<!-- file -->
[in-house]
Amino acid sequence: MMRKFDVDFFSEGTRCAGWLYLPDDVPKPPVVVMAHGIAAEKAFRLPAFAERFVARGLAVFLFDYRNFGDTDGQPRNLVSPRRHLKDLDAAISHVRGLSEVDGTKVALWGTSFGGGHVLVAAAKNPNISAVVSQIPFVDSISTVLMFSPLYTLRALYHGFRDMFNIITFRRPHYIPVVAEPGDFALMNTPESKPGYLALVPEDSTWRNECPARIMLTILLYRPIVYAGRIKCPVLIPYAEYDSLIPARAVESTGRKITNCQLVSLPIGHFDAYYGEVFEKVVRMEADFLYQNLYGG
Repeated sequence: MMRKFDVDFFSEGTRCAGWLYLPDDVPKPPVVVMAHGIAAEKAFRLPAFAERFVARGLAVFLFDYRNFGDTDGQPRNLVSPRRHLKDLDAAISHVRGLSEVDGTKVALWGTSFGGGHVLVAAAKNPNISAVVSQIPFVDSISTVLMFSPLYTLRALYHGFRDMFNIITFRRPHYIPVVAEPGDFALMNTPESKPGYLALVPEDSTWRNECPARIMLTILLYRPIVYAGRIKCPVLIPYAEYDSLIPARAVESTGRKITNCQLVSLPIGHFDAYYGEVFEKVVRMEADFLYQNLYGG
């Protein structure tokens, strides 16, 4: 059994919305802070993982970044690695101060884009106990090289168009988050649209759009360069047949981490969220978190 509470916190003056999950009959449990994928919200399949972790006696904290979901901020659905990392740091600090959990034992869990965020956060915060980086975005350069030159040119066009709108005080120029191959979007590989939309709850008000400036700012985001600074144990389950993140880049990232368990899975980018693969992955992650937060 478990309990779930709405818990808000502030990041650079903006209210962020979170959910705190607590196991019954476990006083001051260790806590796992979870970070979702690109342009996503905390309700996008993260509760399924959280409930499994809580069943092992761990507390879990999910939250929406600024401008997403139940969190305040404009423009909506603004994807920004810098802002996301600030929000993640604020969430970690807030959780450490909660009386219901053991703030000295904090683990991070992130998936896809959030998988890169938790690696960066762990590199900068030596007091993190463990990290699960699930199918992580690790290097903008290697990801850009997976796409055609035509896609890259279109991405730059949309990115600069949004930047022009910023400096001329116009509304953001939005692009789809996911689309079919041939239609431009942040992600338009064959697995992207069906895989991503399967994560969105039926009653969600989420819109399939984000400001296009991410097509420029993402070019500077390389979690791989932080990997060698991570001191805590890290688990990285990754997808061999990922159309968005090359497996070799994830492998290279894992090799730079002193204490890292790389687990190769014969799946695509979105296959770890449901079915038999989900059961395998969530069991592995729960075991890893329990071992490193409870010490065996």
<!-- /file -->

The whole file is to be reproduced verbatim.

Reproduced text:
[in-house]
Amino acid sequence: MMRKFDVDFFSEGTRCAGWLYLPDDVPKPPVVVMAHGIAAEKAFRLPAFAERFVARGLAVFLFDYRNFGDTDGQPRNLVSPRRHLKDLDAAISHVRGLSEVDGTKVALWGTSFGGGHVLVAAAKNPNISAVVSQIPFVDSISTVLMFSPLYTLRALYHGFRDMFNIITFRRPHYIPVVAEPGDFALMNTPESKPGYLALVPEDSTWRNECPARIMLTILLYRPIVYAGRIKCPVLIPYAEYDSLIPARAVESTGRKITNCQLVSLPIGHFDAYYGEVFEKVVRMEADFLYQNLYGG
Repeated sequence: MMRKFDVDFFSEGTRCAGWLYLPDDVPKPPVVVMAHGIAAEKAFRLPAFAERFVARGLAVFLFDYRNFGDTDGQPRNLVSPRRHLKDLDAAISHVRGLSEVDGTKVALWGTSFGGGHVLVAAAKNPNISAVVSQIPFVDSISTVLMFSPLYTLRALYHGFRDMFNIITFRRPHYIPVVAEPGDFALMNTPESKPGYLALVPEDSTWRNECPARIMLTILLYRPIVYAGRIKCPVLIPYAEYDSLIPARAVESTGRKITNCQLVSLPIGHFDAYYGEVFEKVVRMEADFLYQNLYGG
């Protein structure tokens, strides 16, 4: 059994919305802070993982970044690695101060884009106990090289168009988050649209759009360069047949981490969220978190 509470916190003056999950009959449990994928919200399949972790006696904290979901901020659905990392740091600090959990034992869990965020956060915060980086975005350069030159040119066009709108005080120029191959979007590989939309709850008000400036700012985001600074144990389950993140880049990232368990899975980018693969992955992650937060 478990309990779930709405818990808000502030990041650079903006209210962020979170959910705190607590196991019954476990006083001051260790806590796992979870970070979702690109342009996503905390309700996008993260509760399924959280409930499994809580069943092992761990507390879990999910939250929406600024401008997403139940969190305040404009423009909506603004994807920004810098802002996301600030929000993640604020969430970690807030959780450490909660009386219901053991703030000295904090683990991070992130998936896809959030998988890169938790690696960066762990590199900068030596007091993190463990990290699960699930199918992580690790290097903008290697990801850009997976796409055609035509896609890259279109991405730059949309990115600069949004930047022009910023400096001329116009509304953001939005692009789809996911689309079919041939239609431009942040992600338009064959697995992207069906895989991503399967994560969105039926009653969600989420819109399939984000400001296009991410097509420029993402070019500077390389979690791989932080990997060698991570001191805590890290688990990285990754997808061999990922159309968005090359497996070799994830492998290279894992090799730079002193204490890292790389687990190769014969799946695509979105296959770890449901079915038999989900059961395998969530069991592995729960075991890893329990071992490193409870010490065996």